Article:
[whatwg] Suggestion for Menus in Web Forms 2.0

Ian Hickson ian at hixie.ch
Tue Nov 16 07:06:17 PST 2004

On Mon, 6 Sep 2004, Matthew Thomas wrote:
>> ...
> Well, the button has gone from potentially misleading to reliably 
> uninformative, so I guess so. :-) Look, what you really want is a 
> non-modal panel in the viewport (like that used for popup windows in 
> MSIE, and for junk mail in Apple Mail), right next to the address field.
> ,----------------------------------------------------------------------.
> |(X) :::::::::::::::::::::: [] Example Corp ::::::::::::::::::::::: (-)|
> |----------------------------------------------------------------------|
> | [<][>][X][@] [+] [http://app.example.com/         ] (______________) |
> |----------------------------------------------------------------------|
> | This page wants to replace Foo Browser's menus     ( Replace Menus ) |
> | and toolbars with its own.                                           |
> |--------------------------------------------------------------------+-|
> |  _            _    _    _                                          |A|
> | |_ \/ _||\ /||_)| |_   |  _  _ _                                   |:|
> | |_ /\/ || V ||  |_|_   |_(_)| |_).         Home - Customize - Help |:|
> | ==============================|=================================== |:|
> :                                                                    : :

Indeed, that would work too.

> .... But I still think the possibility shouldn't exist in the first place.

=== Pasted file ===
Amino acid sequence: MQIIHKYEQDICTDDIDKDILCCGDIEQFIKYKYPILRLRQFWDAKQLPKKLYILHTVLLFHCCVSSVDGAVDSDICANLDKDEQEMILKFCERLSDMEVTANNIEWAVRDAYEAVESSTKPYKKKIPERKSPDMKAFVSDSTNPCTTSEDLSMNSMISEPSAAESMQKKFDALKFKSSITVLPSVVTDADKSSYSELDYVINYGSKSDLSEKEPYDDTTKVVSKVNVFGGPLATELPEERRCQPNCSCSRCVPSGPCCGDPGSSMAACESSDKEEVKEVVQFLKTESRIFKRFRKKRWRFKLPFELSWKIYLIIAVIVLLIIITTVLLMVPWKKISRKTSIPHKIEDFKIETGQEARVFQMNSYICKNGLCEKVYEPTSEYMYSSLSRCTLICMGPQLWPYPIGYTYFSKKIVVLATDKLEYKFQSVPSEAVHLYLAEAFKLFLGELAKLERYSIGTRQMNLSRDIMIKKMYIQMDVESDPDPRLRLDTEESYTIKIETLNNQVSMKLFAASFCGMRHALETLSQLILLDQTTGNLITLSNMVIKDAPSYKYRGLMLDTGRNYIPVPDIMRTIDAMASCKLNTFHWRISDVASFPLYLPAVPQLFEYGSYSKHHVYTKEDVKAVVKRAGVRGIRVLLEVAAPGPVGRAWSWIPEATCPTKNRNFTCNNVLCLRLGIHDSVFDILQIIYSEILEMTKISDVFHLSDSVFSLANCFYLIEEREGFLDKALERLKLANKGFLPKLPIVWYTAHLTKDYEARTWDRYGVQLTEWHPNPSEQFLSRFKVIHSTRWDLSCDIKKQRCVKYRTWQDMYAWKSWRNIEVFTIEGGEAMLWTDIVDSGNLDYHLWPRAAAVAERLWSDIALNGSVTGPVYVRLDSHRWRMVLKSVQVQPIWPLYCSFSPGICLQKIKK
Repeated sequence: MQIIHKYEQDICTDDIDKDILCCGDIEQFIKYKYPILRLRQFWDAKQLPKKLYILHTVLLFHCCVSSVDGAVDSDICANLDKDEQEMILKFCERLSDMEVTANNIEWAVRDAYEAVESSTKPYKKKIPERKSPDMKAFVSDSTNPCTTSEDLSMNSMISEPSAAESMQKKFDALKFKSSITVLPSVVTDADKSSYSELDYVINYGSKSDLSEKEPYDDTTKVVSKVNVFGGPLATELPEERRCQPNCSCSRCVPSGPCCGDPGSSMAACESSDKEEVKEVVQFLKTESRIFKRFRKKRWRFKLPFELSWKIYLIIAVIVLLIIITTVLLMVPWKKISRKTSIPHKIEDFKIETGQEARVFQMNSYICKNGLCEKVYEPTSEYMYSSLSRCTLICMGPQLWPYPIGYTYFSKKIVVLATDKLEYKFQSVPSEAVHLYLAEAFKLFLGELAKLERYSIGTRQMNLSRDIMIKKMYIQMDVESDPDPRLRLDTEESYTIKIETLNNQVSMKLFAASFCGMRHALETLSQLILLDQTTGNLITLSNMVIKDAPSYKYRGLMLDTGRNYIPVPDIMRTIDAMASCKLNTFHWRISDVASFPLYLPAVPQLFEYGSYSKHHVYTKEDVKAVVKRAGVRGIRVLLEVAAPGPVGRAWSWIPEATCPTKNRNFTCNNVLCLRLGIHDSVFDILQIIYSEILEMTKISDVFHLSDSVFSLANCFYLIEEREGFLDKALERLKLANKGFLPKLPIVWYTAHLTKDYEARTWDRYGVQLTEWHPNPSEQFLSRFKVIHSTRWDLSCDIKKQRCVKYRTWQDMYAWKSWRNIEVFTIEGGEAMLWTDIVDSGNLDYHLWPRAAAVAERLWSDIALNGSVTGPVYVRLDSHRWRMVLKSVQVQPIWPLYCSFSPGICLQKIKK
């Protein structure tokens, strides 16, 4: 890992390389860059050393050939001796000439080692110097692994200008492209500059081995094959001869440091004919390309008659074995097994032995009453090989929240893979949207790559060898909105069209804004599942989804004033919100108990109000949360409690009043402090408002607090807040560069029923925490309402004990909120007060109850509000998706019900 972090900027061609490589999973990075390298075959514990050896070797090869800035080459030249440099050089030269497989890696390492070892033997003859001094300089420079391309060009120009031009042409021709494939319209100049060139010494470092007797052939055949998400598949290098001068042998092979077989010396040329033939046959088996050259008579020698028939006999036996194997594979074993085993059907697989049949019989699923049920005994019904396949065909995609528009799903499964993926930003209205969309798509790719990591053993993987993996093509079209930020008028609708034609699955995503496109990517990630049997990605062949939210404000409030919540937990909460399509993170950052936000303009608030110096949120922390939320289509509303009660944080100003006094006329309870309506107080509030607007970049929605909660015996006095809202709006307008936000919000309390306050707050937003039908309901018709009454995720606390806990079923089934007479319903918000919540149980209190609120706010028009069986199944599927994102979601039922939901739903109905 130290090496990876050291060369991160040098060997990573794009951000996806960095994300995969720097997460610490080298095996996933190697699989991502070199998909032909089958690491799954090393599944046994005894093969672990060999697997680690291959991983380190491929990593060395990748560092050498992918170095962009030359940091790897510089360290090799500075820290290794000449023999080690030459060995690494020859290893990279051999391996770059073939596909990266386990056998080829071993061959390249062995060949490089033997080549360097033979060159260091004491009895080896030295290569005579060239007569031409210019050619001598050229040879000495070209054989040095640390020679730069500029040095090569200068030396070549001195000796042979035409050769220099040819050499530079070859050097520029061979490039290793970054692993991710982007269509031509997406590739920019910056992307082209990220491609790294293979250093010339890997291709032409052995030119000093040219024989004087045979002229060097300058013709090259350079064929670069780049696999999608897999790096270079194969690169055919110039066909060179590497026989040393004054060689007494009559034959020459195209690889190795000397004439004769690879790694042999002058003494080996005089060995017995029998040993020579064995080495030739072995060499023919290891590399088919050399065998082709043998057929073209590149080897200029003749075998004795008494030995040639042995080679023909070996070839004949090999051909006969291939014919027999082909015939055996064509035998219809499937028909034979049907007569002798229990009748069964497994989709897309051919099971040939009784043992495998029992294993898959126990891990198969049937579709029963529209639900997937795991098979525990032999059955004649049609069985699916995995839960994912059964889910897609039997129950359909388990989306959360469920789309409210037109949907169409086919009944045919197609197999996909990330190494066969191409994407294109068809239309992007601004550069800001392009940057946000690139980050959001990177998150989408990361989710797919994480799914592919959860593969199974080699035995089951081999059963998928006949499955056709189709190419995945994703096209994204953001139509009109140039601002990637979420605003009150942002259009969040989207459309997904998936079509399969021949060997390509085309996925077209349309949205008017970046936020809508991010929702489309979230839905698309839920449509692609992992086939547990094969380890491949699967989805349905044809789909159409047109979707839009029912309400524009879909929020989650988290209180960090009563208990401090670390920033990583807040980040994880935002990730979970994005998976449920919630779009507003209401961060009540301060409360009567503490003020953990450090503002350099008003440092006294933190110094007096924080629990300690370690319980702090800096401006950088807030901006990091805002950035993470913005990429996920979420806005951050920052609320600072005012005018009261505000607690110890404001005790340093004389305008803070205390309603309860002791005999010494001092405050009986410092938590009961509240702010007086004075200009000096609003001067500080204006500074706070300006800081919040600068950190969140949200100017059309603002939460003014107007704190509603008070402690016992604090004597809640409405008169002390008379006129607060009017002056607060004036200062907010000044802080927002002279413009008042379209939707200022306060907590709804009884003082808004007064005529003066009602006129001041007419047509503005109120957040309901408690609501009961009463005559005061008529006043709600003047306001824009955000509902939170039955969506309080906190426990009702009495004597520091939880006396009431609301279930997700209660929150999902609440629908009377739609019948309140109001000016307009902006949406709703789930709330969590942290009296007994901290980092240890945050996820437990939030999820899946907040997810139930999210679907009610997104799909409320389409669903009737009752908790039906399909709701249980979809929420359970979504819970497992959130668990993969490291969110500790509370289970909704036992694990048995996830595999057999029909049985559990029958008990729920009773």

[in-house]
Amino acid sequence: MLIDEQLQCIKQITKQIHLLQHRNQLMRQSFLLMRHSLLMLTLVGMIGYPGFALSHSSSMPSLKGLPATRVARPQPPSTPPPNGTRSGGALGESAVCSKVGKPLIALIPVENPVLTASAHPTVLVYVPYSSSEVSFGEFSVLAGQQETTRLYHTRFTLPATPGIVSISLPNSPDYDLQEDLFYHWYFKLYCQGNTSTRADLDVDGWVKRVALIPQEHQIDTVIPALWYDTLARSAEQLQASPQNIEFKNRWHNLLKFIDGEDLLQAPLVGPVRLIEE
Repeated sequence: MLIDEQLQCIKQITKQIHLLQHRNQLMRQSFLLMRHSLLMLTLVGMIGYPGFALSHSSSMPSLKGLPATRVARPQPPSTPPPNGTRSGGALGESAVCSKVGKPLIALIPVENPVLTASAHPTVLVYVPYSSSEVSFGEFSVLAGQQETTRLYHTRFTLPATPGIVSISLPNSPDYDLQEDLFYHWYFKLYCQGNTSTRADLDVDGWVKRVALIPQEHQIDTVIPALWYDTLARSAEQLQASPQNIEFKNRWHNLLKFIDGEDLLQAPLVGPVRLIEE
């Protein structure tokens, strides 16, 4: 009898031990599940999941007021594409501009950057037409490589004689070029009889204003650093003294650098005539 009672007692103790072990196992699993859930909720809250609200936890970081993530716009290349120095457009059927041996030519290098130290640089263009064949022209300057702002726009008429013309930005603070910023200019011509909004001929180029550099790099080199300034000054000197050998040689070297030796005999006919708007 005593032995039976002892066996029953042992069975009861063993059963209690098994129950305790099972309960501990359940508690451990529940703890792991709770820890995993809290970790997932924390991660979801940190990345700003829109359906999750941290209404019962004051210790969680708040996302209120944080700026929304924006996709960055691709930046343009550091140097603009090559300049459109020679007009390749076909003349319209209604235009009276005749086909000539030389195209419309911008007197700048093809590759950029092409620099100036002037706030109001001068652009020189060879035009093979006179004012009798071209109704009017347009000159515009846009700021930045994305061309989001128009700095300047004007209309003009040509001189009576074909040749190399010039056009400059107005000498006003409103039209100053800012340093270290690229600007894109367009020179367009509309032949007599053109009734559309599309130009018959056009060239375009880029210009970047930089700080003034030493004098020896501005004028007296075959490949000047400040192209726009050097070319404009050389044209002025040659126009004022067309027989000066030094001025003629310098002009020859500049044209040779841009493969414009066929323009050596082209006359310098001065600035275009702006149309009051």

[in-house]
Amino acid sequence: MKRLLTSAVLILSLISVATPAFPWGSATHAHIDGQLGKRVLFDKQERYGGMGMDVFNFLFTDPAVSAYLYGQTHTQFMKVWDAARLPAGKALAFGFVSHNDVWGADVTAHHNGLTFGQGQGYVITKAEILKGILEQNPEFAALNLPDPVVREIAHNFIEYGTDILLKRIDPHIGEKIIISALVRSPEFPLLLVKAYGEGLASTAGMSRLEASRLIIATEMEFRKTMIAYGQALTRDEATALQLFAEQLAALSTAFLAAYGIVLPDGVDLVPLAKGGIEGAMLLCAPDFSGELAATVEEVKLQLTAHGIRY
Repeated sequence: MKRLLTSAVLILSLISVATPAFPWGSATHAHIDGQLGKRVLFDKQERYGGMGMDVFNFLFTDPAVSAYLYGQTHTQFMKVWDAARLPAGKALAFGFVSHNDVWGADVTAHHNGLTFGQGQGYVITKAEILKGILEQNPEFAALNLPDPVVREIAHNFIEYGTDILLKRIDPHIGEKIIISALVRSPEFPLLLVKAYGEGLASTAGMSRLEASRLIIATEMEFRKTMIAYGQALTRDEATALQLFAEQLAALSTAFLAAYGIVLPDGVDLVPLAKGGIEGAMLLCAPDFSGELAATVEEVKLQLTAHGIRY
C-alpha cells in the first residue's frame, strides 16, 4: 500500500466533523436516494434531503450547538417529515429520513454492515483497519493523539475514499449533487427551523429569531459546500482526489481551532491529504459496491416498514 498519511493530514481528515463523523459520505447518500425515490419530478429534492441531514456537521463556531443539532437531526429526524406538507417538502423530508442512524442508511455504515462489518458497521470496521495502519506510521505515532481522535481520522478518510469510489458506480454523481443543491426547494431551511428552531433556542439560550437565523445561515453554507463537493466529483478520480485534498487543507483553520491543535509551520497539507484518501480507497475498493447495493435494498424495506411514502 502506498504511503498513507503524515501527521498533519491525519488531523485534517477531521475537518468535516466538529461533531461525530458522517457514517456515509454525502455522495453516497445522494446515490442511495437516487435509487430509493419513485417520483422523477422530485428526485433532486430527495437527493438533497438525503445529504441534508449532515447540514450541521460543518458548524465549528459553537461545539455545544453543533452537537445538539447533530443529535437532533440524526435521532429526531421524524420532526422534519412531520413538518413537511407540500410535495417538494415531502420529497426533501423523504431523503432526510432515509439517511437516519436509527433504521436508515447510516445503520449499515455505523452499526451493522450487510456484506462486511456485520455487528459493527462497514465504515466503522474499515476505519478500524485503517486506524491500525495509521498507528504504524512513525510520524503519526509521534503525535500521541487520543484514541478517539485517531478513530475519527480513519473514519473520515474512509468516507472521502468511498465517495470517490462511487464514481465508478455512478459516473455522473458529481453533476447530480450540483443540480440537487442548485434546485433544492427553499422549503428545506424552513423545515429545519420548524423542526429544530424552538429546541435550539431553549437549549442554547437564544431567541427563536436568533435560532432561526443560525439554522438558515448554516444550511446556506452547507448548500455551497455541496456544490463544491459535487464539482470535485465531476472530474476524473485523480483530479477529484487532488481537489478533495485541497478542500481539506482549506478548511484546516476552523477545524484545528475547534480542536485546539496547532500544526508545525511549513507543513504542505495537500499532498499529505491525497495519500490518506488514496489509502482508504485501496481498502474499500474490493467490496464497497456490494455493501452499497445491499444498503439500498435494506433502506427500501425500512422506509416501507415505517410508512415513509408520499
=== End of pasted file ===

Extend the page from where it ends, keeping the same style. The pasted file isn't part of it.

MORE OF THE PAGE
Why should Web-hosted applications be second-closs citizens? It seems 
likely that users will spend more and more time using their Web browser 
and less and less time using native applications (e.g. people moving to 
Webmail instead of installing a local mail clients; users using online 
mapping software instead of buying native mapping software, etc). Why 
should users stop using system menus, etc, in this new world?

> > > It's that in a few years, once HTML5 is widely implemented, authors 
> > > start doing this: "We don't allow copying, printing, saving, or 
> > > viewing source of articles on this site. To enter the site, please 
> > > choose 'Enter Example.com' from the 'Enter Here' menu. To see the 
> > > menu, you must have allowed Example.com application rights ..."
> > 
> > You're assuming that we give the pages a way to tell if they are 
> > running in a Web browser or "as a native application".
> No, I'm not. Read it again. The only way into the site is to do 
> something that is only possible if the page is running "as a native 
> application". And the reason is that you are allowing pulldown menus to 
> degrade to nothing even when author CSS is ignored.

Oh, quite the opposite, my intention was to make the non-native case have 
the pull-down menu be available, just not as the primary menu bar. For 
example (and this is only an example) from a button in a toolbar, or in 
the page's context menu, or what-not.

> > It could definitely see strong arguments for not making it possible to 
> > distinguish the two.
> I agree with Jim Ley here: I doubt it'll ever be possible to prevent 
> such detection -- even when using crappy methods that return false 
> negatives in some cases (e.g. a getComputedStyle-related method that 
> breaks in Opera and Mozilla when author styles are turned off or when a 
> minimum font size is set or when images are turned off or ...).

At the end of the day I don't see why authors would even bother. They can